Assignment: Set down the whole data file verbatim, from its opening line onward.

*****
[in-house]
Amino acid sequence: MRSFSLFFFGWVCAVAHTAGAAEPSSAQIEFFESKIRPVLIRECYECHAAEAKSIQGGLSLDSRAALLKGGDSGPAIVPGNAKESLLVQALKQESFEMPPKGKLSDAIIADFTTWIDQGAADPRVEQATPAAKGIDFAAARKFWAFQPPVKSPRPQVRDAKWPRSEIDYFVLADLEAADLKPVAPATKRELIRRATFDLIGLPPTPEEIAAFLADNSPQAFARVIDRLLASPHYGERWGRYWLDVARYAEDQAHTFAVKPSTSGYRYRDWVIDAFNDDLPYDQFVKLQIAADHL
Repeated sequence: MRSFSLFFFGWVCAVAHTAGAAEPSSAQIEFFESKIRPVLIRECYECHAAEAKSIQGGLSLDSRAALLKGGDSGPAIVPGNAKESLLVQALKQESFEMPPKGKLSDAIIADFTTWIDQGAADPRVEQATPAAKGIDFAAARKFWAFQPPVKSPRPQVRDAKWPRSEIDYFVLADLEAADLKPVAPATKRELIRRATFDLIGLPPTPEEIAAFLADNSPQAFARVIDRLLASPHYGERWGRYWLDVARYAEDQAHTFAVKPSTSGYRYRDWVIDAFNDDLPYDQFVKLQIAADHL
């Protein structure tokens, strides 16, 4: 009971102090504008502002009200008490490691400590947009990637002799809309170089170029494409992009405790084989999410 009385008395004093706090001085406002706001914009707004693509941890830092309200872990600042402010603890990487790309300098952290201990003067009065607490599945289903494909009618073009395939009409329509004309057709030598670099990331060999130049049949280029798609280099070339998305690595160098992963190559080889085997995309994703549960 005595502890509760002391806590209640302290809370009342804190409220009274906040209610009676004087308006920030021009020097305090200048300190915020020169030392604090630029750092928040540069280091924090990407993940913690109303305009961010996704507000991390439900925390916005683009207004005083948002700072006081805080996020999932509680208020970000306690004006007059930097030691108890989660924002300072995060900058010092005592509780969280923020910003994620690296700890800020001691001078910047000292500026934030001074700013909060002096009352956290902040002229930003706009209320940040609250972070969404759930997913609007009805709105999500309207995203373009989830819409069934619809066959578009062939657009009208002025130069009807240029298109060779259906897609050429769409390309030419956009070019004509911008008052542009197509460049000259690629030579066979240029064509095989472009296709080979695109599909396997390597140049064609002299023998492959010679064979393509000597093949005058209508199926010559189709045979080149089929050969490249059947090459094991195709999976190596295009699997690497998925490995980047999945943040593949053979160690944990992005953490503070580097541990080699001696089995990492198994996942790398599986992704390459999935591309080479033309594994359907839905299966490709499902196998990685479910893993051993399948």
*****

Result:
[in-house]
Amino acid sequence: MRSFSLFFFGWVCAVAHTAGAAEPSSAQIEFFESKIRPVLIRECYECHAAEAKSIQGGLSLDSRAALLKGGDSGPAIVPGNAKESLLVQALKQESFEMPPKGKLSDAIIADFTTWIDQGAADPRVEQATPAAKGIDFAAARKFWAFQPPVKSPRPQVRDAKWPRSEIDYFVLADLEAADLKPVAPATKRELIRRATFDLIGLPPTPEEIAAFLADNSPQAFARVIDRLLASPHYGERWGRYWLDVARYAEDQAHTFAVKPSTSGYRYRDWVIDAFNDDLPYDQFVKLQIAADHL
Repeated sequence: MRSFSLFFFGWVCAVAHTAGAAEPSSAQIEFFESKIRPVLIRECYECHAAEAKSIQGGLSLDSRAALLKGGDSGPAIVPGNAKESLLVQALKQESFEMPPKGKLSDAIIADFTTWIDQGAADPRVEQATPAAKGIDFAAARKFWAFQPPVKSPRPQVRDAKWPRSEIDYFVLADLEAADLKPVAPATKRELIRRATFDLIGLPPTPEEIAAFLADNSPQAFARVIDRLLASPHYGERWGRYWLDVARYAEDQAHTFAVKPSTSGYRYRDWVIDAFNDDLPYDQFVKLQIAADHL
């Protein structure tokens, strides 16, 4: 009971102090504008502002009200008490490691400590947009990637002799809309170089170029494409992009405790084989999410 009385008395004093706090001085406002706001914009707004693509941890830092309200872990600042402010603890990487790309300098952290201990003067009065607490599945289903494909009618073009395939009409329509004309057709030598670099990331060999130049049949280029798609280099070339998305690595160098992963190559080889085997995309994703549960 005595502890509760002391806590209640302290809370009342804190409220009274906040209610009676004087308006920030021009020097305090200048300190915020020169030392604090630029750092928040540069280091924090990407993940913690109303305009961010996704507000991390439900925390916005683009207004005083948002700072006081805080996020999932509680208020970000306690004006007059930097030691108890989660924002300072995060900058010092005592509780969280923020910003994620690296700890800020001691001078910047000292500026934030001074700013909060002096009352956290902040002229930003706009209320940040609250972070969404759930997913609007009805709105999500309207995203373009989830819409069934619809066959578009062939657009009208002025130069009807240029298109060779259906897609050429769409390309030419956009070019004509911008008052542009197509460049000259690629030579066979240029064509095989472009296709080979695109599909396997390597140049064609002299023998492959010679064979393509000597093949005058209508199926010559189709045979080149089929050969490249059947090459094991195709999976190596295009699997690497998925490995980047999945943040593949053979160690944990992005953490503070580097541990080699001696089995990492198994996942790398599986992704390459999935591309080479033309594994359907839905299966490709499902196998990685479910893993051993399948």